Pharmacological blockade of TRPV1 receptors modulates the effects of 6-OHDA on motor and cognitive functions in a rat model of Parkinson's disease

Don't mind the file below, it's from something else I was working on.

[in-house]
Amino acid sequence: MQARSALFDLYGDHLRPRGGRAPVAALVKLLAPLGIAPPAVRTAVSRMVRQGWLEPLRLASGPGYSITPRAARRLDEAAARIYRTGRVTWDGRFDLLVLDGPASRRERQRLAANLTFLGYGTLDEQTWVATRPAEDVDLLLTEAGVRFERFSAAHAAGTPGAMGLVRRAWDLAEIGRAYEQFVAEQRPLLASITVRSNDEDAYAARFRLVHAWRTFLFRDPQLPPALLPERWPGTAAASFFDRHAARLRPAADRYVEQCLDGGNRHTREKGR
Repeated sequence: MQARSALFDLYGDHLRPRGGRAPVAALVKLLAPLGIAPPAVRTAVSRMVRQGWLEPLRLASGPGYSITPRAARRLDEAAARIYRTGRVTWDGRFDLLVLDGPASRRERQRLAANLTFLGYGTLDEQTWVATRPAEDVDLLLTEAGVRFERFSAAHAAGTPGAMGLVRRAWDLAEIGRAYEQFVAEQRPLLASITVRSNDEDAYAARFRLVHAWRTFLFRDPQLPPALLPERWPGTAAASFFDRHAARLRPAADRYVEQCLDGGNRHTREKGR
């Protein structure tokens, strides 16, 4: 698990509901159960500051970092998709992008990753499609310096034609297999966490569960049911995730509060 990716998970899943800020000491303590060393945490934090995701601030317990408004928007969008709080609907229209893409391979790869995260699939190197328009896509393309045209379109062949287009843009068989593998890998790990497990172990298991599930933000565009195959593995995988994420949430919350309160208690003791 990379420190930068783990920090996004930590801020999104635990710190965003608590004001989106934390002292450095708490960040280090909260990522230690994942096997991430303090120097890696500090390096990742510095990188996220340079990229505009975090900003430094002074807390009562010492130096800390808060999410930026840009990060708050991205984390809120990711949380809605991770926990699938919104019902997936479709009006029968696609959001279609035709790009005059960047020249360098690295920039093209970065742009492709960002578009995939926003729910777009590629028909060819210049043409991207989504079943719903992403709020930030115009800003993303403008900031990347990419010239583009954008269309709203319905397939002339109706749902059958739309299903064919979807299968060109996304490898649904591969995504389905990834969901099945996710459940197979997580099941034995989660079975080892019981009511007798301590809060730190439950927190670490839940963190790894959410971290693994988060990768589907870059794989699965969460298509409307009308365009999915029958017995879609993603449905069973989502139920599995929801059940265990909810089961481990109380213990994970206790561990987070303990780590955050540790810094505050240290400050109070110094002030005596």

TRPV1 receptors and cannabinoid system are considered as important modulators of basal ganglia functions, and their pharmacologic manipulation represents a promising therapy to alleviate Parkinson-induced hypokinesia. Recent evidence suggests that the blockade of cannabinoid receptors might be beneficial to alleviate motor deficits observed in Parkinson's disease. In the present study, we have evaluated the effects of AMG9810, a selective antagonist of TRPV1 receptors, on the motor and cognitive functions in a rat model of Parkinson's disease generated by an intracerebroventricular injection of 6- hydroxydopamine (6-OHDA) (200 μg per animal). The injection of 10 nmol of AMG9810 for a single dose (AMG1) and for 2 weeks (AMG14) partially attenuated the hypokinesia shown by these animals in motor function evaluation tests, whereas chronic administration of AMG had destructive effects on learning and memory in 6-OHDA-treated rats. Animals in the AMG 1 and AMG 14 groups showed an increased latency to fall in rotarod and grasping tests in each trials compared with 6-OHDA-treated rats (P < 0.01) and DMSO 1 and 14 groups (P < 0.05). Our data indicate that pharmacological blockade of TRPV1 receptors by AMG 9810 attenuates the hypokinetic effects of 6-OHDA and that TRPV1 receptors play an important role in 6-OHDA-induced hypokinesia, athough elucidation of the neurochemical substrate involved in this process remains a major challenge for the future.